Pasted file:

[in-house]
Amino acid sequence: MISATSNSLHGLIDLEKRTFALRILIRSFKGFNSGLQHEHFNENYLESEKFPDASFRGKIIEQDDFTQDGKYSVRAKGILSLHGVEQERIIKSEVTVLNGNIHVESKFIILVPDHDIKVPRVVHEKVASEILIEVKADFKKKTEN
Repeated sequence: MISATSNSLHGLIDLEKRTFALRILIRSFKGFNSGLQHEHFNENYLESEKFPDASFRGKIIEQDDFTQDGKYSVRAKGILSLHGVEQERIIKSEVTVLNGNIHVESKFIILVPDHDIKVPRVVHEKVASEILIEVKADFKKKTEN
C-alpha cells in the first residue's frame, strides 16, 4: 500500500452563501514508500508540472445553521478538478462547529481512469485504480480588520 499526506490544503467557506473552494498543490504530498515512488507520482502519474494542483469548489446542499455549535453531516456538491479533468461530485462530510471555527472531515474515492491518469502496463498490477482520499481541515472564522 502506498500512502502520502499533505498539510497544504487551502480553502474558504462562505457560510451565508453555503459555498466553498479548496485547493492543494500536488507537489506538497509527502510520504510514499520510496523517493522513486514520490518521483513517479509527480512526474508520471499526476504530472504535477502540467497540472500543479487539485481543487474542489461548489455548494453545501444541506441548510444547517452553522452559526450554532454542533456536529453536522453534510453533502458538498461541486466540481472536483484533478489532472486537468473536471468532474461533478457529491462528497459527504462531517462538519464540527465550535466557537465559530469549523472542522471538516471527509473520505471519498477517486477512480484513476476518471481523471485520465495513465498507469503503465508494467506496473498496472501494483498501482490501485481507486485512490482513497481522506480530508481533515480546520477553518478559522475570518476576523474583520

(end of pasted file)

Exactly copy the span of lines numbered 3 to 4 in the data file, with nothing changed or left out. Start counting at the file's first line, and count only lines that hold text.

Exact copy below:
Repeated sequence: MISATSNSLHGLIDLEKRTFALRILIRSFKGFNSGLQHEHFNENYLESEKFPDASFRGKIIEQDDFTQDGKYSVRAKGILSLHGVEQERIIKSEVTVLNGNIHVESKFIILVPDHDIKVPRVVHEKVASEILIEVKADFKKKTEN
C-alpha cells in the first residue's frame, strides 16, 4: 500500500452563501514508500508540472445553521478538478462547529481512469485504480480588520 499526506490544503467557506473552494498543490504530498515512488507520482502519474494542483469548489446542499455549535453531516456538491479533468461530485462530510471555527472531515474515492491518469502496463498490477482520499481541515472564522 502506498500512502502520502499533505498539510497544504487551502480553502474558504462562505457560510451565508453555503459555498466553498479548496485547493492543494500536488507537489506538497509527502510520504510514499520510496523517493522513486514520490518521483513517479509527480512526474508520471499526476504530472504535477502540467497540472500543479487539485481543487474542489461548489455548494453545501444541506441548510444547517452553522452559526450554532454542533456536529453536522453534510453533502458538498461541486466540481472536483484533478489532472486537468473536471468532474461533478457529491462528497459527504462531517462538519464540527465550535466557537465559530469549523472542522471538516471527509473520505471519498477517486477512480484513476476518471481523471485520465495513465498507469503503465508494467506496473498496472501494483498501482490501485481507486485512490482513497481522506480530508481533515480546520477553518478559522475570518476576523474583520